You’ve made the decision to apply to osteopathic medical school. Just what are the admissions committees and interviewers looking for in a prospective student?
Admission to osteopathic medical school is competitive. Of those applying for 2013 admission, the average (mean) MCAT scores were 8.72 verbal, 8.74 physical sciences and 9.41 biological sciences. The average (mean) overall undergraduate grade point average was 3.50 and the average science grade point average was 3.38. Generally, MCAT scores and grade point averages are slightly higher for matriculating students than those reported for the overall applicant pool (see tables at right).
Of those applying for 2014 admission, the average(mean) MCAT scores were 8.90 verbal, 9.51 biological science, and 8.80 physical sciences. The average (mean) overall undergraduate grade point average was 3.51 and the average science grade point average was 3.39. Just as important are personal qualities. Osteopathic medical schools are looking for students who:
- Have good communication and interpersonal skills
- Have a record of community service
- Have a record of leadership
- Have some clinical experience
- Have participated in a variety of extracurricular activities
- Come from diverse backgrounds
- Are motivated to pursue a career in osteopathic medicine
- Have knowledge of osteopathic medicine
- Have shadowed an osteopathic physician
Osteopathic medical schools also have a long tradition of accepting older students who maybe looking at osteopathic medicine as a new career later in life.
Nearly all students who apply to osteopathic medical school have a bachelor’s degree. There are a few exceptions for students in special programs that have prior arrangements with osteopathic medical schools. Many applicants have earned a master’s degree or doctorate before applying to osteopathic medical school.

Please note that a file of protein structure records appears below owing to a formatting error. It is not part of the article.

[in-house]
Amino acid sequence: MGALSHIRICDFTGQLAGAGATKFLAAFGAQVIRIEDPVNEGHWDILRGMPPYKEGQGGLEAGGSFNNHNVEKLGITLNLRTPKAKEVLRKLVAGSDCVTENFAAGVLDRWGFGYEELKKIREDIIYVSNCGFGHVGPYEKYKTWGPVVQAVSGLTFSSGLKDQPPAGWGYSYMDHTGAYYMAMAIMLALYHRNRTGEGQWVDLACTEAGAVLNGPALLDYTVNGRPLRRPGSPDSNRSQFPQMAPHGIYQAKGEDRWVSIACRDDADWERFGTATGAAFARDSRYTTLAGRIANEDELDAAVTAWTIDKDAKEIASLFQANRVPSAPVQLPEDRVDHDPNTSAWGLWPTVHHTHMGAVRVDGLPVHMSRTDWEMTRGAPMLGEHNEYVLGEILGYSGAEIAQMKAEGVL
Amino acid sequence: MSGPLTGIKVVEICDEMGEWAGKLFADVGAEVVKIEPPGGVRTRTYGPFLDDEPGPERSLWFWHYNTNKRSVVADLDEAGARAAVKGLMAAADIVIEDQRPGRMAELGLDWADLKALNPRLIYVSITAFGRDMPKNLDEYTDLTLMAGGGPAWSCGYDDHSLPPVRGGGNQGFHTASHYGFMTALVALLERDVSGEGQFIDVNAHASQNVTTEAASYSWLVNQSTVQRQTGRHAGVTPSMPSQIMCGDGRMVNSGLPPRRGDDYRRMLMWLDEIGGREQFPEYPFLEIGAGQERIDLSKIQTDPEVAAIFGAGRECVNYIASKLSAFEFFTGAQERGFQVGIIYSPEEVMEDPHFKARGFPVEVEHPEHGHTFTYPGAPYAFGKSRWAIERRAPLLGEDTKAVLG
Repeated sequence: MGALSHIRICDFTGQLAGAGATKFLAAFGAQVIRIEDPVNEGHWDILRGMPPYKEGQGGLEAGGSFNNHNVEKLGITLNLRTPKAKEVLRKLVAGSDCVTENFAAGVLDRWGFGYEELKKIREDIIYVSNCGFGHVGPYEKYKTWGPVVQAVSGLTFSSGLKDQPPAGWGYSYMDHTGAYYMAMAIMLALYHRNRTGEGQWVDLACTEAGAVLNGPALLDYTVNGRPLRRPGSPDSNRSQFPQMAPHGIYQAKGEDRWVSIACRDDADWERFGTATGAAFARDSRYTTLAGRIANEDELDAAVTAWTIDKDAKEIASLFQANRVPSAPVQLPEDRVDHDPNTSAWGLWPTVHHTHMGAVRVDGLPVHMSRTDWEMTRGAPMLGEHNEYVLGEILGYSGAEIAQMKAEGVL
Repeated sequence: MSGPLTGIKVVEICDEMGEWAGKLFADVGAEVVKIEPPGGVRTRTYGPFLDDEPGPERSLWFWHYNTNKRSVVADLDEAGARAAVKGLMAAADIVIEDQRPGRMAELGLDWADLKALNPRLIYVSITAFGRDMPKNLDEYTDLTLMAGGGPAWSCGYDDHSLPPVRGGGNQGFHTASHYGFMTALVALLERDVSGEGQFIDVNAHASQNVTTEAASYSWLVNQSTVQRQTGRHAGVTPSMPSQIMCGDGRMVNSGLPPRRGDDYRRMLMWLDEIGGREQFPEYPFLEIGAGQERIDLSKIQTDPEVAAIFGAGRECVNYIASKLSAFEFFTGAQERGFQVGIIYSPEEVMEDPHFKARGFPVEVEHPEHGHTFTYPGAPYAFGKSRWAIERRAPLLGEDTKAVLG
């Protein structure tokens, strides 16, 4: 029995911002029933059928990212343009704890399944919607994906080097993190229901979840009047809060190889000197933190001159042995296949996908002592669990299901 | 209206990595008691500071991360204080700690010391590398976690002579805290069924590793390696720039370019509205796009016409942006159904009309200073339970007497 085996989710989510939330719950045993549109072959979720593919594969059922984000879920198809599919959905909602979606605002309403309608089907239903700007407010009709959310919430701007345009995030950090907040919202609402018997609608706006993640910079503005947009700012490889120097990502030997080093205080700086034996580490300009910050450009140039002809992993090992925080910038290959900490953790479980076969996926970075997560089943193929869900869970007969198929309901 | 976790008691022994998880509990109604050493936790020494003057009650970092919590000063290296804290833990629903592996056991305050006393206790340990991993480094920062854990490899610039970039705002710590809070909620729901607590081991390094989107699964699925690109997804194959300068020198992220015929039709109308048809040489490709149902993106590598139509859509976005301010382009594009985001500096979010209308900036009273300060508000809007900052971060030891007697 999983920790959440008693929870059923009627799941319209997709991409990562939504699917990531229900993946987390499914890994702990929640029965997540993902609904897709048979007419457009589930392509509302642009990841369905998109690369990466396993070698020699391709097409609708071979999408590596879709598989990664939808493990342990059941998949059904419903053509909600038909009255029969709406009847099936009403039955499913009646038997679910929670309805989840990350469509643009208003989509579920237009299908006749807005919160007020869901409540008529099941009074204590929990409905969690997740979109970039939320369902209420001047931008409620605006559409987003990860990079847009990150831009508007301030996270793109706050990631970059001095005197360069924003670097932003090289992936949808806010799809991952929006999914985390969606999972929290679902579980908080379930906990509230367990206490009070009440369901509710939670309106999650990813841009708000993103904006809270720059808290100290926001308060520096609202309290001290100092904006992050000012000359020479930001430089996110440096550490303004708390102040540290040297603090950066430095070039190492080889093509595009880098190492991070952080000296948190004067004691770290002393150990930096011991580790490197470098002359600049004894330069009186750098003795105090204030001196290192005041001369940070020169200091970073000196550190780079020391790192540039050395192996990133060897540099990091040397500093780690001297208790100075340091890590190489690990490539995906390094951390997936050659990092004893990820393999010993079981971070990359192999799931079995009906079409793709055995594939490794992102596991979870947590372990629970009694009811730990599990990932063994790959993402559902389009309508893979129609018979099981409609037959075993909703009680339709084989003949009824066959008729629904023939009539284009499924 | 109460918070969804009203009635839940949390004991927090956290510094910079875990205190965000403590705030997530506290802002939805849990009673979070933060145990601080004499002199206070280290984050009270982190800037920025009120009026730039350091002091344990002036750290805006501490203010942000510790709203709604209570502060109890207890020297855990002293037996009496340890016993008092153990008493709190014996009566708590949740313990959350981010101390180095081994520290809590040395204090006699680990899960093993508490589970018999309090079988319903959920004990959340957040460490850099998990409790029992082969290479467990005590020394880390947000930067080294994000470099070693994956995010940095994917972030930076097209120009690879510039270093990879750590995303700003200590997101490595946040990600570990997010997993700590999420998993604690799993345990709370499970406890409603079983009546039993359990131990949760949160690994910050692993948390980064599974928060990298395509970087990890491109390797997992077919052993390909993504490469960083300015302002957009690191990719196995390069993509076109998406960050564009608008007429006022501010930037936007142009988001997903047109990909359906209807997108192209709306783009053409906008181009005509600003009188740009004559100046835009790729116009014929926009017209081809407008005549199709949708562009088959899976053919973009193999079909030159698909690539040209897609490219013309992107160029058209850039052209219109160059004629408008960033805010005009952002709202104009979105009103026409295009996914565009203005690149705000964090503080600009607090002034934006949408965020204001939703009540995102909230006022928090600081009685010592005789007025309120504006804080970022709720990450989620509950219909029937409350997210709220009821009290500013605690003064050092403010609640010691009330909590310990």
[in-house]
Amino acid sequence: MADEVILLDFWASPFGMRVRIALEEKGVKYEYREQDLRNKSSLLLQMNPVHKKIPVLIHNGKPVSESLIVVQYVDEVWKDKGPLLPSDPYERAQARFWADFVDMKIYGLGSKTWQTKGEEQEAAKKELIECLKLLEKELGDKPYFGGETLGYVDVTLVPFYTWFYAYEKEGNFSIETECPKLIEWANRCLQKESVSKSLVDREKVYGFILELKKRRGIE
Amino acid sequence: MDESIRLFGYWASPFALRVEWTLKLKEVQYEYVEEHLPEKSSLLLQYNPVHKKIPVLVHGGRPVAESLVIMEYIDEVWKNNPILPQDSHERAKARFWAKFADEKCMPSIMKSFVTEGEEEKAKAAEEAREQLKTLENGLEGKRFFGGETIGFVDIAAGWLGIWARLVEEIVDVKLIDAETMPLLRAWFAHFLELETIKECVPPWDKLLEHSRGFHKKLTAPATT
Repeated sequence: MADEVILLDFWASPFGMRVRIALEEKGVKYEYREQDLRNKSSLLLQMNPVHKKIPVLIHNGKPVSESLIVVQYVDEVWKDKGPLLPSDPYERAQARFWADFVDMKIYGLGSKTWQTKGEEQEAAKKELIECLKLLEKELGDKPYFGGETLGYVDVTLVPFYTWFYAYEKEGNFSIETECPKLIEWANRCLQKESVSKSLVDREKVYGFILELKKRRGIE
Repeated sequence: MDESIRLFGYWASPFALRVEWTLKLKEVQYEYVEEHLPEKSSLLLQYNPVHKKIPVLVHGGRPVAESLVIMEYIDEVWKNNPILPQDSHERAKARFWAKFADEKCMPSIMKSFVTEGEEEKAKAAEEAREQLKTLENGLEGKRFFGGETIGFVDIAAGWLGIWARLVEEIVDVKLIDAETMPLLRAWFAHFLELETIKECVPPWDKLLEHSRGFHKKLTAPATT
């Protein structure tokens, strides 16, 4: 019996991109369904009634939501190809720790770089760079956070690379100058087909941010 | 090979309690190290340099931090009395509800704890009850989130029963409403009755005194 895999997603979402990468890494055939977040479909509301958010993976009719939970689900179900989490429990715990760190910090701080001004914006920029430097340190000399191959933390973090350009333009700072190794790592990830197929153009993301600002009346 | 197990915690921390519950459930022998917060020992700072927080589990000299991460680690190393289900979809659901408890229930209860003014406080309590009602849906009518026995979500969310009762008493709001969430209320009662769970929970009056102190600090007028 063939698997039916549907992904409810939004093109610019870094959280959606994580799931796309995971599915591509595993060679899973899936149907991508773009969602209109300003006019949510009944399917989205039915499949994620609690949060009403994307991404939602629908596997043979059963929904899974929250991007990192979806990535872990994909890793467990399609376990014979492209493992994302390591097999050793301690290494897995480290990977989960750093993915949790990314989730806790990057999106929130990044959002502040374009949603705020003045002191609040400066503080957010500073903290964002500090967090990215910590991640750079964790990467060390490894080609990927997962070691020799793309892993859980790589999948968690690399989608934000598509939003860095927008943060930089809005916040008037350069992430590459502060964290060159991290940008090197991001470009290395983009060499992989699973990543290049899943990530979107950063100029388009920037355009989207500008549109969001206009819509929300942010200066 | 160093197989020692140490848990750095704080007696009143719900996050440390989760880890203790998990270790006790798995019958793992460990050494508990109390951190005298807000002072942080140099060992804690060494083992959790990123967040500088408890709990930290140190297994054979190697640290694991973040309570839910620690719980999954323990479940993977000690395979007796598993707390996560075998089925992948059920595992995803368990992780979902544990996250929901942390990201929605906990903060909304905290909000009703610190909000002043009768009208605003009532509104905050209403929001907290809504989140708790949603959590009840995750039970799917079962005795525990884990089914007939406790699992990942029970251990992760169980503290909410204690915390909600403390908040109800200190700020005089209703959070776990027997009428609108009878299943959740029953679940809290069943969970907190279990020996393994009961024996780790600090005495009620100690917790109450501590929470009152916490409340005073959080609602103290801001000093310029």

Many public osteopathic medical schools are mandated by state regulation to admit a certain percentage of in-state residents to each entering class. Contact the colleges in which you are interested for more information.
Criminal Background Checks
Some states require criminal background checks for all medical students. Additionally, affiliated hospitals and clinical institutions of many medical schools have policies requiring criminal background checks for medical students completing clinical rotations at their facilities. Currently, the Department of Veterans Affairs mandates that all medical students involved in patient care at its hospitals undergo criminal background checks.
In large part, the movement toward criminal background checks across the health professions is based on strengthening the public’s trust in the medical profession. In addition, criminal background checks enhance the safety and well-being of patients, aid in the applicants’ and enrolled medical students’ ability to eventually become licensed as physicians and minimize the liability of medical schools, and their affiliated clinical facilities.
Although a criminal background check is not part of the AACOMAS application for the 2017 cycle, all osteopathic medical schools require criminal background checks for all matriculating students and prior to the start of clinical rotations, or at some other specified time. It is your responsibility to become aware and informed of what will be required of you during the application process. Many colleges and clinical rotation sites require drug testing, either as a condition of matriculation or at some other specified time.
When an individual applies through AACOMAS, the applicant will be asked to disclose information regarding prior criminal offenses. Failure to accurately and truthfully disclose such offenses on the AACOMAS application may result in an offer of admission being rescinded or, if the omission is discovered after enrollment in medical school, in dismissal.